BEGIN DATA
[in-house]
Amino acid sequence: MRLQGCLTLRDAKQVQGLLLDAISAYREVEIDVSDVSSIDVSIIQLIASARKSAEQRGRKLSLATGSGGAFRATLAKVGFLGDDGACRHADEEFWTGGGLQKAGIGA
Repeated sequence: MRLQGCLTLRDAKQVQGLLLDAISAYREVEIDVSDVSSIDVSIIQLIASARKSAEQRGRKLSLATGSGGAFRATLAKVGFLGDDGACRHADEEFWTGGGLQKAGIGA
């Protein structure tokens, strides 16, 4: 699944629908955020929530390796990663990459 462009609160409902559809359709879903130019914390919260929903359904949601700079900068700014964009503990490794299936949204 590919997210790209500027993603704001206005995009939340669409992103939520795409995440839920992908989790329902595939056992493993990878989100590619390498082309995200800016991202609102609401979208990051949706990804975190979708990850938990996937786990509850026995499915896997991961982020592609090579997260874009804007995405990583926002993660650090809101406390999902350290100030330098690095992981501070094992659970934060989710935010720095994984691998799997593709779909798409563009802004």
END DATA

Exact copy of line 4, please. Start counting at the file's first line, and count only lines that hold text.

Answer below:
């Protein structure tokens, strides 16, 4: 699944629908955020929530390796990663990459 462009609160409902559809359709879903130019914390919260929903359904949601700079900068700014964009503990490794299936949204 590919997210790209500027993603704001206005995009939340669409992103939520795409995440839920992908989790329902595939056992493993990878989100590619390498082309995200800016991202609102609401979208990051949706990804975190979708990850938990996937786990509850026995499915896997991961982020592609090579997260874009804007995405990583926002993660650090809101406390999902350290100030330098690095992981501070094992659970934060989710935010720095994984691998799997593709779909798409563009802004």